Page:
ROM (Range of Motion) Coach
An app by Precision Movement to help active people get back to and keep doing the things they love by eliminating pain, healing injuries and improving mobility in day to day lives.
The CEO of Precision Movement tasked us (a team of three) to design an intuitive and clean iOS application for users who are physically active and want to continue to move around freely and without pain. The app will show them how and teach them what they need to know for injury prevention and movement longevity. In addition, the app will also offer the users to take a fitness assessment and add a personalized exercise routine to their schedules to heal or prevent injury and maintain mobility. We followed the human-centered design approach to make sure that the design decisions were in line with and supported by user research and feedback.
“Range of Motion is defined as both the distance a joint can move and the direction in which it can move.”
Understanding the need.
It is not easy to find helpful instructions or courses to educate people on how to prevent injury or increase mobility based on their physical condition. There are not a lot of phone apps that let the users create a personalized schedule out of the recommended exercises suggested by the coaches.
Getting to know the users.
We reached out to people who already knew about Precision Movement and people whom we considered generally physically active (those who play sports or workout at least once a week).
TOTAL SURVEY RESPONSES
With the surveys, we wanted to understand if people are already using any kind of physiotherapy app and their reason behind it. We also wanted to determine the kinds of physical activities the users do and what measures they take in the case of an injury.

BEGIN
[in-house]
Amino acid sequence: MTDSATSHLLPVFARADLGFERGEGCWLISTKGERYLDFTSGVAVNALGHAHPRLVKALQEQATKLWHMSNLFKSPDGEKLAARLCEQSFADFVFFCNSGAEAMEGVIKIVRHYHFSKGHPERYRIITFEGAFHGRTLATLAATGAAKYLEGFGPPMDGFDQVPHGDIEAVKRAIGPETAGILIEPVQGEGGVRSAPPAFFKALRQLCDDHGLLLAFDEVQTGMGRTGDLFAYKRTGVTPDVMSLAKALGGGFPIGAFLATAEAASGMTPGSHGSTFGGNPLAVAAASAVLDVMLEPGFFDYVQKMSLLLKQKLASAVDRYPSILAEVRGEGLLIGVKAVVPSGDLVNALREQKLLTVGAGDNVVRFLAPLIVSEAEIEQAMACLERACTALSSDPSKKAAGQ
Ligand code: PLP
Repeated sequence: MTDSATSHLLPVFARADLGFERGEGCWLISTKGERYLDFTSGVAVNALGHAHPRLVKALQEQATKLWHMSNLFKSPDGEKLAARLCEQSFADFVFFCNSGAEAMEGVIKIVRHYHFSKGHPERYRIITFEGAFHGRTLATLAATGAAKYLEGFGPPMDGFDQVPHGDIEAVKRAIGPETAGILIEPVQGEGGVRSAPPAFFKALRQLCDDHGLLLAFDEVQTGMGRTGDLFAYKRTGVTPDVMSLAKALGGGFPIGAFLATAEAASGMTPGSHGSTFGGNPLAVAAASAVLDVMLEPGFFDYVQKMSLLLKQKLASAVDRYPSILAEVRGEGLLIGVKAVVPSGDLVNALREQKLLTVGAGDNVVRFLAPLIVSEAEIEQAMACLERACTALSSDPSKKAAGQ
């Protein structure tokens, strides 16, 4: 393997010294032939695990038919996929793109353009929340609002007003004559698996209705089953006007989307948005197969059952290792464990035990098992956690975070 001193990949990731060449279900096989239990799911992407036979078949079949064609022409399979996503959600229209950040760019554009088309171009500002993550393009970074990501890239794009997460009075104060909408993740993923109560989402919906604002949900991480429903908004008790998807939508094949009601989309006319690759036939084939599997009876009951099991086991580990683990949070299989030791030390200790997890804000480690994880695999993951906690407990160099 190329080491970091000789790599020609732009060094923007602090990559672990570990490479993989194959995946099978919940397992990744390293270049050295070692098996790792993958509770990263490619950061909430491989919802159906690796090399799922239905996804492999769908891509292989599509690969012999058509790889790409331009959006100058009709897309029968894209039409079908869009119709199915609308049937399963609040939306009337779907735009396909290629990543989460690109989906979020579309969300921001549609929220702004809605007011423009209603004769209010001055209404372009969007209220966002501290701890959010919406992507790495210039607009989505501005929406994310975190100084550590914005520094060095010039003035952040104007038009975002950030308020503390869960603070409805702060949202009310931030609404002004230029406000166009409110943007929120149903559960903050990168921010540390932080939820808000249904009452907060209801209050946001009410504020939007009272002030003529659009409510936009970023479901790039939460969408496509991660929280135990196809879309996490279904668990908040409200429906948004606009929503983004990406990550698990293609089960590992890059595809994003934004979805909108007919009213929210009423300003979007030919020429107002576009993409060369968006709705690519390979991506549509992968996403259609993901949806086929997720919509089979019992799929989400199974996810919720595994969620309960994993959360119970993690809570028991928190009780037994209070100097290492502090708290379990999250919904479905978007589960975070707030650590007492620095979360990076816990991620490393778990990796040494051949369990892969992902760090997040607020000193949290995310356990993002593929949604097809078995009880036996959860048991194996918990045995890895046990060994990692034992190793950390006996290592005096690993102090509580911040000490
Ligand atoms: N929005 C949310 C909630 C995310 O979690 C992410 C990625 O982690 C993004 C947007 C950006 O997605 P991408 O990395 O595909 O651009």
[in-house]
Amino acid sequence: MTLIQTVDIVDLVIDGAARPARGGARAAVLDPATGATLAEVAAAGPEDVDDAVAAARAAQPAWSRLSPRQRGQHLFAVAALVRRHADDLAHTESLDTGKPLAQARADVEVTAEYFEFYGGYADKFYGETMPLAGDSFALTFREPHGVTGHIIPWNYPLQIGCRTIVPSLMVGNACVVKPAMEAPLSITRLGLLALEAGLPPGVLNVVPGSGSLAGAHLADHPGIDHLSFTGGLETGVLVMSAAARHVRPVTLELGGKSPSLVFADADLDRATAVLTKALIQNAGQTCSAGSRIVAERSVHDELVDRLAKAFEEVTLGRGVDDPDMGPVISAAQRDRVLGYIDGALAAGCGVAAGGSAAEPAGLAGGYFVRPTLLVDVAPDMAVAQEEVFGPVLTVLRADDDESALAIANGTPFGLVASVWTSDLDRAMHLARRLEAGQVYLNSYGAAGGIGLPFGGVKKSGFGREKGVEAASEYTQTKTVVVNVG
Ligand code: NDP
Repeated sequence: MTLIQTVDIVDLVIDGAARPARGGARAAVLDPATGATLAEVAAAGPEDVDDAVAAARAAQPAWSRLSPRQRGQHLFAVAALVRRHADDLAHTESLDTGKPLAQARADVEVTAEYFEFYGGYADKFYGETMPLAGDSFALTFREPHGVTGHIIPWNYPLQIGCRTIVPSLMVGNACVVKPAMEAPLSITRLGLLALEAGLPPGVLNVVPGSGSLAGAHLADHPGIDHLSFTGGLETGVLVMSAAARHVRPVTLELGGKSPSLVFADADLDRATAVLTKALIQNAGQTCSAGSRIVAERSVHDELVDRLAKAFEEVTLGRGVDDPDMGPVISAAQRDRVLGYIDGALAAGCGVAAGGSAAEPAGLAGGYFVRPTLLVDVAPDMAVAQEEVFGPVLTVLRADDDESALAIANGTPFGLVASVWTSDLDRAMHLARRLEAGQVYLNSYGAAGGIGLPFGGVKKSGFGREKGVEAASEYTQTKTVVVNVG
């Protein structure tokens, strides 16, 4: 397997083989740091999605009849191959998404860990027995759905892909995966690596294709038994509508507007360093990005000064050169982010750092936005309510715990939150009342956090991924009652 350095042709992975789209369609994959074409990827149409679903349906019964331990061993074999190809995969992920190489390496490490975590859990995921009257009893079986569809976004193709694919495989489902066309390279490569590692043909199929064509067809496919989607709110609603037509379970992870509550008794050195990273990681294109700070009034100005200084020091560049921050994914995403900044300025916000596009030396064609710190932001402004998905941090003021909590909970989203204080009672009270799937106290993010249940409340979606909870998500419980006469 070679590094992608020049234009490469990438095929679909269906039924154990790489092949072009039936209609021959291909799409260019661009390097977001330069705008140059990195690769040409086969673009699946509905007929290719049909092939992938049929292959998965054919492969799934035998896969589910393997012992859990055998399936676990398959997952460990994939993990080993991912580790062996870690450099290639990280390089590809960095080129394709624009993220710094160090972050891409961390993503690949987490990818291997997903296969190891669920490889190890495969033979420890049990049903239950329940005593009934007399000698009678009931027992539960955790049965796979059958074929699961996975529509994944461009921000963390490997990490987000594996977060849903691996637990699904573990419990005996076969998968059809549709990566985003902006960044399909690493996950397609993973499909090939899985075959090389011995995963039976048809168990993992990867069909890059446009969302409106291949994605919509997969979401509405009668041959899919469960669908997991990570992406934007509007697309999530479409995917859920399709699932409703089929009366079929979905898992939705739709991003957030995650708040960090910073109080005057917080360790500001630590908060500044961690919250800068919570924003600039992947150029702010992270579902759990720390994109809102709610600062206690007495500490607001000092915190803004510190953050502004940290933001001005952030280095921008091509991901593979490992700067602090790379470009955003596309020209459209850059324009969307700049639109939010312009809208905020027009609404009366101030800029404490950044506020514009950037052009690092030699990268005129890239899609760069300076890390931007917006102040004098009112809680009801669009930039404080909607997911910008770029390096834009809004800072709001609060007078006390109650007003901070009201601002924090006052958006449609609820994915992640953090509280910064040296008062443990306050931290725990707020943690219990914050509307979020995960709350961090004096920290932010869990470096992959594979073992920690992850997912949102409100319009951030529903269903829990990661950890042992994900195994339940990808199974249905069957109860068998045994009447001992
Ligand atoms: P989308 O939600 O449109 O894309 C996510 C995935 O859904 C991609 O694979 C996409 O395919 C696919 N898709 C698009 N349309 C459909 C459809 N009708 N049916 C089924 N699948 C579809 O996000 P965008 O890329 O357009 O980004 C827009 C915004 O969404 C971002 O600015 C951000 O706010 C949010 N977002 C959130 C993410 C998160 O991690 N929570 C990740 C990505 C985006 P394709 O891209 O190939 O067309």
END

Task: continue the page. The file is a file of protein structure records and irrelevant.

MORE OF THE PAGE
Analyzing the data.
The survey results validated the need and interest to build an app to heal/prevent injuries and improve mobility for active people. We used the affinity map to analyze the data that we gathered through the surveys. Also, we found that the existing apps had a lot of restrictions which resulted in them not being used widely.
Youtube is the most popular way for people to learn a new exercise.
Most of the respondents were female.
More than half of the respondents were of in the ager group of 26-35.
A lot of people had no clue about any physiotherapy app
Most of them use apps for tracking their workouts and progress.
KEY SURVEY INSIGHTS
With our comprehensive research, we were clear on what the users wanted in the app. We came up with an intuitive and simple iOS application that will let users:
Take the mobility assessment to determine their mobility score, movement age, strong and weak points
Create a personalized routine by adding recommended exercises curated by the coaches in the app
Track their progress, see all the past assessment results and measure how far they have come
Synthesizing the insights.
We determined two different user personas informed by the key insights, who are likely to use the app and will be guiding us throughout our design phase.